Ivan Herrera could be playing a role in Sonny Gray's skid

Sonny Gray hasn't seen the same success that he did earlier in the season with the St. Louis Cardinals, and data shows that he has changed his arsenal after Ivan Herrera took over the catching duties.
Baltimore Orioles v St. Louis Cardinals
Baltimore Orioles v St. Louis Cardinals / Brandon Sloter/GettyImages

St. Louis Cardinals ace Sonny Gray burst out of the gate like gangbusters in 2024, but his latest starts haven't gone the way the team's stopper had hoped. In his first five starts, Gray had a sparkling 0.89 ERA, but since May 9, Gray has made six starts and pitched to a 5.46 ERA. The biggest change between the first five starts and the last six has been Gray's battery mate, which suggests that a shift in philosophy could be at play with Ivan Herrera as his catcher rather than Willson Contreras.

Gray has had a few odd starts with Herrera behind the plate. On May 20, he asked to be removed from the game after pitching six innings, saying that he had "nothing left." On May 26, Gray said that he had trouble loosening up his lower half. It appeared that Gray might have been hiding an injury, but it's possible that he was covering for Herrera, whom he hasn't seemed to mesh with as well as he has with Contreras.

In a postgame interview after his start on June 6 against the Colorado Rockies, where he went 4.2 innings and allowed three runs and four walks, Gray said that he needed to get back to throwing over the middle of the plate early in the count and get ahead. He said that over the last couple of weeks, "we've been going to more edges early," which Gray admitted contributed to walks.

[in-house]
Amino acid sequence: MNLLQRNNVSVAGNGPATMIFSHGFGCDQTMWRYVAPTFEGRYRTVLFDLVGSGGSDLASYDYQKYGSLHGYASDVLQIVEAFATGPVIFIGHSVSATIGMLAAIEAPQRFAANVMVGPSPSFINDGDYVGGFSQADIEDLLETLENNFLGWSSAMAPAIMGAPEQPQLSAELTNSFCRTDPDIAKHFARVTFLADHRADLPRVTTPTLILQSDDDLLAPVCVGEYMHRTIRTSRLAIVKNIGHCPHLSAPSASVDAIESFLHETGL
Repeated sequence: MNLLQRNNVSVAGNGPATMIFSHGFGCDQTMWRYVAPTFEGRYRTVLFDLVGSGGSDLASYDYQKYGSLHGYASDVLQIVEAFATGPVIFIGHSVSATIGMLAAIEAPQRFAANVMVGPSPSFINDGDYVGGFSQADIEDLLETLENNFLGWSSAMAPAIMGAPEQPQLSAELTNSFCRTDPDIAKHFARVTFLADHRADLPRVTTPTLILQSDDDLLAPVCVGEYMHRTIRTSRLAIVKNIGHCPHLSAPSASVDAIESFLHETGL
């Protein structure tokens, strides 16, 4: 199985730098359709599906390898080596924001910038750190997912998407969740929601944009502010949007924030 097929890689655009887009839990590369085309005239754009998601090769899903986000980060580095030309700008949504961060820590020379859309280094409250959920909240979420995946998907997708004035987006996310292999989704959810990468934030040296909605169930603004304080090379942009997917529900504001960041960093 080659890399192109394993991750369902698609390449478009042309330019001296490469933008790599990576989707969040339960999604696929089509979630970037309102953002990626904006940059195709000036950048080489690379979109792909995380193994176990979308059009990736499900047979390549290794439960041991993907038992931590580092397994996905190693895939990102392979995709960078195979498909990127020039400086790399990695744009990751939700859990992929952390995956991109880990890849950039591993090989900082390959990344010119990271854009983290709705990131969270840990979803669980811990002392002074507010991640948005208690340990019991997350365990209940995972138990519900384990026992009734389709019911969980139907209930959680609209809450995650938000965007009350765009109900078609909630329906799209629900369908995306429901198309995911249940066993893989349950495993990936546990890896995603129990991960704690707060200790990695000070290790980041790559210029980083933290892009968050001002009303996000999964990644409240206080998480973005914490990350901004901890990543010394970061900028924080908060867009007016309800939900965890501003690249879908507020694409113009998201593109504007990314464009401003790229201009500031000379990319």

Baseball Savant indicates that with Herrera behind the plate, Gray has gone to the curveball early in counts more often than when Contreras was his catcher, which could be a major factor in his falling behind batters and allowing more walks. Gray has also deemphasized his four-seam fastball, which has been hit around this season to the tune of a .386 average.

Game-calling is difficult for fans to discern, but however Herrera directs Gray's arsenal, it doesn't appear to jibe with Gray's pitching preferences. But with the pitch clock in play, pitchers aren't given much time to shake off catchers and decide on the pitch they want to throw.

Gray's start to the season couldn't have gone much better, and with Contreras' return potentially on the horizon, Gray could soon be back to his old dominant form. In the meantime, Gray and Herrera should work on figuring out an approach that will allow Gray to pitch to his strengths.